Follow My Lead (or Lede)

August 7, 2013

Use your three seconds wisely.

That’s about as much time as you have to capture a reader’s attention, so don’t waste it with meaningless fluff, clichés or meandering prose.  Make every word count.

The lead paragraph (or lede, as the old-school journalists would call it) of whatever you’re writing needs to convince readers immediately that it is worth their time to press on and continue reading.  A boring beginning will result in a quick end.

Whether you’re writing an article, a press release, a brochure, a blog post, a direct mail letter or the home page of a Web site, you immediately need to give readers a reason to keep reading.  Here’s how:

Be brief.  I recently received a draft from a client of a newsletter article in which the lead paragraph was 287 words.  That’s longer than many articles should be.  Try to keep the lead under 25 words.

Streamline your prose.  If there are any words that can be eliminated from your lead without changing its meaning, cut them.  Have no mercy.  Most adjectives, for example, are unnecessary.

Lead with the news.  Journalists are taught to lead with who, what, when, where, why (5Ws) and how.  Those elements summarize the news, so most press releases and breaking news articles are written with that information in the lead.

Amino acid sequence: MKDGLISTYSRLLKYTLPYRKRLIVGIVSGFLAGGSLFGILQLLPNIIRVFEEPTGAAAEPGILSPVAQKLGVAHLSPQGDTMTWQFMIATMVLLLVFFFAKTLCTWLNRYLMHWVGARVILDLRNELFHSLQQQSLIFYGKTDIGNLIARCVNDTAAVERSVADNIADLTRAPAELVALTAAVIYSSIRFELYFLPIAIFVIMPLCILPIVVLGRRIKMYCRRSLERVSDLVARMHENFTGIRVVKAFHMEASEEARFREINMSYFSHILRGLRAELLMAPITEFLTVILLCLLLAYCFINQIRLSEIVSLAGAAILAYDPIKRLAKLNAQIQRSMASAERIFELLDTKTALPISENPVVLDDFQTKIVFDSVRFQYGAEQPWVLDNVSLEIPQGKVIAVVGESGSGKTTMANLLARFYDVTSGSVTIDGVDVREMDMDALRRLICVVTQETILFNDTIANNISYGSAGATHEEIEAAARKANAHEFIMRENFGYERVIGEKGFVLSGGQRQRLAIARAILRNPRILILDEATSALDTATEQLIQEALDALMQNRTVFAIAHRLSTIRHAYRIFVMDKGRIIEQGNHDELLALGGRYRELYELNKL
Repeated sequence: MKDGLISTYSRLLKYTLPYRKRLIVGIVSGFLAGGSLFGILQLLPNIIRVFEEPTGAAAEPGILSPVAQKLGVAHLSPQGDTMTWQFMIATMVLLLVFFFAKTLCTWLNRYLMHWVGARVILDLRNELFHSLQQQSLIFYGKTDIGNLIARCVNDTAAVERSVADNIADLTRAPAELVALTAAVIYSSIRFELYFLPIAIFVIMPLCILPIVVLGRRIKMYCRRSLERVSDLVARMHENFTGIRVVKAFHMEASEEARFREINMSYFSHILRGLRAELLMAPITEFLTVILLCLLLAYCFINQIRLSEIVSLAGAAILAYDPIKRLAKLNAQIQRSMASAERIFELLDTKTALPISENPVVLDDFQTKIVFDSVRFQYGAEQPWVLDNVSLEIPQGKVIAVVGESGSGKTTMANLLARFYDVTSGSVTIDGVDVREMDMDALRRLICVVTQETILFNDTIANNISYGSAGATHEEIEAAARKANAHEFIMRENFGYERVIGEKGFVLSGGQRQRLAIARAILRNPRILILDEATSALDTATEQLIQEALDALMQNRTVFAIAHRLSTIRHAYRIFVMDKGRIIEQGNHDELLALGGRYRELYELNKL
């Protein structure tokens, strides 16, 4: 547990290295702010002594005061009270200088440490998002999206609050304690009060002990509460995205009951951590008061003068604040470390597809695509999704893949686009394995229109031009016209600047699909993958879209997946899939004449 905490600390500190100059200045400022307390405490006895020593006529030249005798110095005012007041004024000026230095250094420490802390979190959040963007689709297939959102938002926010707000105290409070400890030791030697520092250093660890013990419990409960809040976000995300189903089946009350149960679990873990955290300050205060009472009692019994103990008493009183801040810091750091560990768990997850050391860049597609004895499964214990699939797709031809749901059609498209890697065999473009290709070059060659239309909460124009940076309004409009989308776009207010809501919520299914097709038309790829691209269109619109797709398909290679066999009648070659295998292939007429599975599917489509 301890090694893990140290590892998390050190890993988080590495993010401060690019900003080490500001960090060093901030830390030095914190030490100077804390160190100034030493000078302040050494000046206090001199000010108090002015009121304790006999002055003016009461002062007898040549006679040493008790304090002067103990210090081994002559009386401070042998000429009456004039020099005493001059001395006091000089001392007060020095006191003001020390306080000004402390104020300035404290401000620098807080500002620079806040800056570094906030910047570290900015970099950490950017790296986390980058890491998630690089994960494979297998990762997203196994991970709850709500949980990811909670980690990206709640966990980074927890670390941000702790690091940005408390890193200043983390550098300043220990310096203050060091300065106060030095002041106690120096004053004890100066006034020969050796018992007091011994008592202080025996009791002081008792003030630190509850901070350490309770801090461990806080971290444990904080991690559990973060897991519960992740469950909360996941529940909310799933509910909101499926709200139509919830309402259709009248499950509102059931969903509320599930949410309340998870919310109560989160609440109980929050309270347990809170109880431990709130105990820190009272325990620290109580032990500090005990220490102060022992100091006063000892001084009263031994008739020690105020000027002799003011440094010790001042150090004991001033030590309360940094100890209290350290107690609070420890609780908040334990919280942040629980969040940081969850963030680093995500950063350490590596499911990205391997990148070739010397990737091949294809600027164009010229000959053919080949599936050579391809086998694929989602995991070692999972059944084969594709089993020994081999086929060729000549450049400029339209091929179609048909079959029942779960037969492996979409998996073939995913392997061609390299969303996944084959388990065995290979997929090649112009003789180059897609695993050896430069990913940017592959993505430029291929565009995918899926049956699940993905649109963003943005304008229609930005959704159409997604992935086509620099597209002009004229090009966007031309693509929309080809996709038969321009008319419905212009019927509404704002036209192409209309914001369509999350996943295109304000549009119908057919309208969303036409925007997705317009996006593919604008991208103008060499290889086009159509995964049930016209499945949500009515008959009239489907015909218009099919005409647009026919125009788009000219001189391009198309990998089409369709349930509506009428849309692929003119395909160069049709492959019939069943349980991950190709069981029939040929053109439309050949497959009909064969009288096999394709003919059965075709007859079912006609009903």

To use the 5Ws approach effectively, you need to be able to identify the “what” and the “why.”

A client recently sent out a press release (without my input) announcing a new white paper.  The lead paragraph ran to 78 words, including the 20-word title of the white paper.  No one will care that your company has published a white paper.  Big deal.

The research results, which were covered by the white paper, were newsworthy.  They should have been the focus of the lead.

Get the reader’s attention.  The role of your lead paragraph is to grab the reader’s attention.  Sometimes you can do so with an anecdote or an unexpected fact.  Sometimes you can be a bit mysterious.

I led this blog post with, “Use your three seconds wisely,” hoping this bit of advice would make readers curious enough to keep reading.  If you’re still reading this, it worked.

Tell a story.  An anecdotal lead can be effective.  We all like stories.

Keep it simple.  Summarize what you’re writing about as simply as possible.

Never start with the date.  I always know when a lawyer has written an article because it almost always begins with a date.  An article is not a legal brief.  No one cares about what happened five years or even five days ago.  Start with a date and you’ve blown your three seconds.

Avoid clichés.  Clichés are trite and stale.  Your readers have heard them.  They don’t want to hear them again … and again … and again.

Take the “So what?” test.  Pretend that you’re someone who has never heard of you, your company, or its products or services.  Be impartial as you read your lead.  If you find yourself saying “So what?” you need to rewrite your lead – or have someone else do it for you.

When you write a lead, don’t waste a single word or you’ll lose what’s most important to any writer – your readers.

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